The mountains of Minnesota are mostly known for the majestic way in which they don't exist. Buck Hill is therefore one of the few skiable slopes in the 32nd state. The Dakota people supposedly named the site because it offered expansive views of deer gathering to drink at nearby Crystal Lake, still visible just across Interstate 35. I approve of the sensible way in which they called it a hill. Other local ski areas often sow confusion by naming themselves after loftier terrain. Yeah, I'm looking at you "Afton Alps" (Alps, my buttocks)...
A thriving, always busy ski area in the snowy months, Buck Hill has set up several warm-weather side hustles, including hiking, biking, and disc golf. Lying (okay, okay..."standing tall") only 15 miles from home for me, it has been on my list to play, but with so many free courses in the area, it took me awhile to get to this $6 pay-to-play-all-day (spoiler: you won't) offering.
Set up to move more than 8000 skiers per hour, you won't have any problems parking at Buck Hill . Summer maintenance and construction workers take up a dozen or so spots, leaving you hundreds to choose from. Right in the center there sits a cluster of EV chargers, which caught my eye for the nifty way they didn't seem to have a card-reader on them. I drove up...plugged in. It was working, and my car told me I'd be topped off in a few hours. Maybe I'd play a few rounds and make a profit...
The course begins in back of Buck '54 Bar and Grill, which is apparently open for business. There was no one there but a kid standing on a bar stool to mount some doo-dad high up on the wall, but he would take my order if I were so inclined. He pointed out back to where the course began.
This was my first experience with pay-to-play, so I had imagined walking up to a counter with three two-dollar bills in hand. Instead, there is QR code by the first tee for self-service, in case there was no kid standing on a barstool to mount a doo-dad high on the wall when you walked through the restaurant. I whipped out the phone and did the transaction, looking up at the hill as it processed. It definitely seemed to have grown since the parking lot. I swear to Matthew Broderick that my phone droned, "How about a nice game of chess?"
Buck Hill only rises about 300 feet above the surrounding terrain, but you get to climb all 300 of them several times over in the course of this 18-holer. I happened to be out on an unseasonably warm (88F/31C) October day. Breaking a sweat doesn't do it justice. In fact, if you are on the back nine and don't happen to be huffing and puffing, there's a decent chance it's because you recently fell over dead.
What transpired in the heat though was an enjoyable round quite unlike any other I've played. The first four holes work you up to the top of the northern most ski slope. This is no Rocky Mountain glade. There are trees on both sides of you on most holes, but very few actual guardians. The challenge lies the gains and losses in elevation. First shot down the hill is #5, but you immediately head back up for #6 through #9. What altitude you lose on #10 is gained right back and then some on #11, putting you up on the spot from which the first peoples probably watched the deer. If the ski resort ever goes under, this would quickly re-green to a pretty expansive view, but the long walk from 11 to 12 looks a bit more like a dirt parking lot, populated by various excavators, tractors, and snow cannons. Somewhere along that stretch, my watch suggested that I should ask my doctor if I was healthy enough for disc activity.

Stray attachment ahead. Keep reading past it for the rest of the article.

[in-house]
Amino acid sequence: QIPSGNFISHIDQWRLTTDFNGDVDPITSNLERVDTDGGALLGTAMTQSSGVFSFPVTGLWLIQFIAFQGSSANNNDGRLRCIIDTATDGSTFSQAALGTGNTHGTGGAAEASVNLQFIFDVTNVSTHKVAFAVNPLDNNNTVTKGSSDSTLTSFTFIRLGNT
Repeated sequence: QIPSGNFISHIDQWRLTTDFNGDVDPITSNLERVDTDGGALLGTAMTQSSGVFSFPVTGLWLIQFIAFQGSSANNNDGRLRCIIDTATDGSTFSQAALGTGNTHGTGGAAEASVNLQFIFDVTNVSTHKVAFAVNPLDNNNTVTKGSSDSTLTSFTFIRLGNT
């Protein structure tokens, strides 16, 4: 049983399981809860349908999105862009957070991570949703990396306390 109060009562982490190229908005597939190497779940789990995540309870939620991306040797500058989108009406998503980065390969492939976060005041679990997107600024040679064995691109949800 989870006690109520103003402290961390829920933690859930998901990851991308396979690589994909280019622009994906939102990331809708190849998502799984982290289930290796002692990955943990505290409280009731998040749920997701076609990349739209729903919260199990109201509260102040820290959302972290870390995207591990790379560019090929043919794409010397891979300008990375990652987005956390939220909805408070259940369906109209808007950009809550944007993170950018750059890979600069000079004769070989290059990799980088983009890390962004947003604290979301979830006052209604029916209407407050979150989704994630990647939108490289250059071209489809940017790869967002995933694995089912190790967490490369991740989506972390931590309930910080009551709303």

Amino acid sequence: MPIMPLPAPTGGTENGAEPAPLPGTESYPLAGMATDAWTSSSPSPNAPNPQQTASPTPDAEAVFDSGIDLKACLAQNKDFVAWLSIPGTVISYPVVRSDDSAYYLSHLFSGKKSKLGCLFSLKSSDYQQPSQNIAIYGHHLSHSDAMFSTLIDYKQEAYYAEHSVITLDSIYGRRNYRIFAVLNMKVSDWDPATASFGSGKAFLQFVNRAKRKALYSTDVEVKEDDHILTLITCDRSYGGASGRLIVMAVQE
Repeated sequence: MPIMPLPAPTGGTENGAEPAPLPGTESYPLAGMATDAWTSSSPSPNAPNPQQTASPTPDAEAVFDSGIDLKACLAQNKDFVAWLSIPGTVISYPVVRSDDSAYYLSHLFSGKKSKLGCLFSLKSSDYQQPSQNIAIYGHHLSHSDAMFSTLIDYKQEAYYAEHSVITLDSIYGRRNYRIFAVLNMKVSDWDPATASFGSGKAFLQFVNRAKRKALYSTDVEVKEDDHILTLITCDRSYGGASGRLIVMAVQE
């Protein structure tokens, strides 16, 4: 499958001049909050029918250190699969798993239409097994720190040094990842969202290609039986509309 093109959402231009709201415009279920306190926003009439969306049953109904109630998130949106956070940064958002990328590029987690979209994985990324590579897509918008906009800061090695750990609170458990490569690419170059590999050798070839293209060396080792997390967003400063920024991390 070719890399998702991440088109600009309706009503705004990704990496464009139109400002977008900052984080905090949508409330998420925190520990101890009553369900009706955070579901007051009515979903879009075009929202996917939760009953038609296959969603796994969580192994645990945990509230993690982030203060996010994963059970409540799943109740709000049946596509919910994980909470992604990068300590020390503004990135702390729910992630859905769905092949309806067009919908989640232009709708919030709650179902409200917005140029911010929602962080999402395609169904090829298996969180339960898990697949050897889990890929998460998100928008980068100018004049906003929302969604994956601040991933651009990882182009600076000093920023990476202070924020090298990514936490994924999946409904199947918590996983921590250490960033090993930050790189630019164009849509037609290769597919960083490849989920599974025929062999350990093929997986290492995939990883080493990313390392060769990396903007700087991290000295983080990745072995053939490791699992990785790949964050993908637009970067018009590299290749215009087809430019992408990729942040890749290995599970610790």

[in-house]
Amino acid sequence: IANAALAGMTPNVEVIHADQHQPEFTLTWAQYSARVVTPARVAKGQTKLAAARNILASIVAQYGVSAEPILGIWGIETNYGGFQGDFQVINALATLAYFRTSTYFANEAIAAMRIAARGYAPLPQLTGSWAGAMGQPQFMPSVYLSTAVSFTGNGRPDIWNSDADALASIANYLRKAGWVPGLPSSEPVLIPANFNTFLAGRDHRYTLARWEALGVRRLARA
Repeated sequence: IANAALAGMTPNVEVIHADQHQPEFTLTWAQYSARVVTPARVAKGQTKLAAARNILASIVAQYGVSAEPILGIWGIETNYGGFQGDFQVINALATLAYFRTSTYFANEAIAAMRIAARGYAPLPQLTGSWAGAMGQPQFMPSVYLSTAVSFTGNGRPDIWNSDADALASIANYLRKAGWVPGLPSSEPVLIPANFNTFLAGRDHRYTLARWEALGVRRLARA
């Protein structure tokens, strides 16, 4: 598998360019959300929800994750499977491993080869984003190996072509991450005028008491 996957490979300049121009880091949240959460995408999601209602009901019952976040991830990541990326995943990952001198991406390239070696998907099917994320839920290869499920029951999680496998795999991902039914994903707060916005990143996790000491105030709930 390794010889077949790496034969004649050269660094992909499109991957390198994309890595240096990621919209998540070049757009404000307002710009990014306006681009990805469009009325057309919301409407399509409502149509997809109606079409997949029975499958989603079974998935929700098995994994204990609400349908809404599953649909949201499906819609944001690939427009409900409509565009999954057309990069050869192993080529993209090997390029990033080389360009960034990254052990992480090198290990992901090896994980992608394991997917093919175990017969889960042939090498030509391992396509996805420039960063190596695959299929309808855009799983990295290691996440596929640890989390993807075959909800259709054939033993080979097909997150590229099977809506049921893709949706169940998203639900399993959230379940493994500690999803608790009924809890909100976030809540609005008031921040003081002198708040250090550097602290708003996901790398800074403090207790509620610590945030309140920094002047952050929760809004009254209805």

Those downhills though! Wanna flex a Zone 500 ft? It can happen here (#5, #10, #14). Of course on the holes moving uphill you might occasionally get only 125 with the same disc. #16 sends you 400 ft down a half-pipe on a steep angle to a basket standing uncomfortably close to a duckweed covered pond behind. I suppose this is the signature, but there is so much off-season construction currently going on just past the basket that this one loses a bit of its luster.
I had not played disc golf on a ski slope before, so I had expected constant reminders of winters past. Instead, the trappings quickly began to seem tailor-made for disc golf. I mean yeah, I know that's a chairlift, but it seems more like a series of dangling metal guardians--aim an anhyzer FH above the chairs, but below the cables, and let the hill and the updrafts do the rest. From time to time my eye would catch a slight irregularity in the slope, and I would remember pausing there with my kids as I taught them to ski.
So should you play Buck Hill? Sure--I think you'll enjoy it, at least once. You have to disc up on the uphills, but experienced players will see many of these as ace runs. Not me, but I know I'll be back soon to work on those uphill/downhill throws. In my opinion it's not as good of a course as nearby Kenwood Trails, which is free. During the school year though, the latter is off-limits during school hours. Buck Hill offers another option in the area with a much different flavor. And $6 isn't a bank-breaker, but don't kid yourself into thinking you'll make it more worthwhile by playing 36. Such thoughts were beaten out of me by the time I reached the top of #9. True, not every fall day is pushing 90, but by 4 weeks after this round was in the books, they'll likely be pumping out the white stuff during the colder, longer nights, and the course will disappear for more than 6 months.